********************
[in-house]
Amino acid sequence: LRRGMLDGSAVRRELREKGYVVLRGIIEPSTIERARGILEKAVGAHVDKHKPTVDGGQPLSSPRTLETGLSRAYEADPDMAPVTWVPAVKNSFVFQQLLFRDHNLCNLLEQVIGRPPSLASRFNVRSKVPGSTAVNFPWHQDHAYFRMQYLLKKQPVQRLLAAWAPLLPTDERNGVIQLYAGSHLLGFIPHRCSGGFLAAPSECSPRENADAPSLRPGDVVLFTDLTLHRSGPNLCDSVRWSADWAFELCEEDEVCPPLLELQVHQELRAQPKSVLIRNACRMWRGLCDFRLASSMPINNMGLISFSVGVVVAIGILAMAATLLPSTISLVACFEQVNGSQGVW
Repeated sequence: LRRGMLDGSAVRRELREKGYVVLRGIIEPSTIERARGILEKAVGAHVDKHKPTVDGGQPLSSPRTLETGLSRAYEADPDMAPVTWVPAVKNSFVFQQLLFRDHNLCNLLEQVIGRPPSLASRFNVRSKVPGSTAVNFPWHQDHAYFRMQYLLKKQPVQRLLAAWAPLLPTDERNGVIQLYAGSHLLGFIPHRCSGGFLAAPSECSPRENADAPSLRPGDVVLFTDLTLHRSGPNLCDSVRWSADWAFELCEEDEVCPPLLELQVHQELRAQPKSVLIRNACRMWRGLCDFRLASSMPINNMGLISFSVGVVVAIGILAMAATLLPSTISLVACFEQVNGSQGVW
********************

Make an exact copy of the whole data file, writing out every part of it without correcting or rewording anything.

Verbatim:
[in-house]
Amino acid sequence: LRRGMLDGSAVRRELREKGYVVLRGIIEPSTIERARGILEKAVGAHVDKHKPTVDGGQPLSSPRTLETGLSRAYEADPDMAPVTWVPAVKNSFVFQQLLFRDHNLCNLLEQVIGRPPSLASRFNVRSKVPGSTAVNFPWHQDHAYFRMQYLLKKQPVQRLLAAWAPLLPTDERNGVIQLYAGSHLLGFIPHRCSGGFLAAPSECSPRENADAPSLRPGDVVLFTDLTLHRSGPNLCDSVRWSADWAFELCEEDEVCPPLLELQVHQELRAQPKSVLIRNACRMWRGLCDFRLASSMPINNMGLISFSVGVVVAIGILAMAATLLPSTISLVACFEQVNGSQGVW
Repeated sequence: LRRGMLDGSAVRRELREKGYVVLRGIIEPSTIERARGILEKAVGAHVDKHKPTVDGGQPLSSPRTLETGLSRAYEADPDMAPVTWVPAVKNSFVFQQLLFRDHNLCNLLEQVIGRPPSLASRFNVRSKVPGSTAVNFPWHQDHAYFRMQYLLKKQPVQRLLAAWAPLLPTDERNGVIQLYAGSHLLGFIPHRCSGGFLAAPSECSPRENADAPSLRPGDVVLFTDLTLHRSGPNLCDSVRWSADWAFELCEEDEVCPPLLELQVHQELRAQPKSVLIRNACRMWRGLCDFRLASSMPINNMGLISFSVGVVVAIGILAMAATLLPSTISLVACFEQVNGSQGVW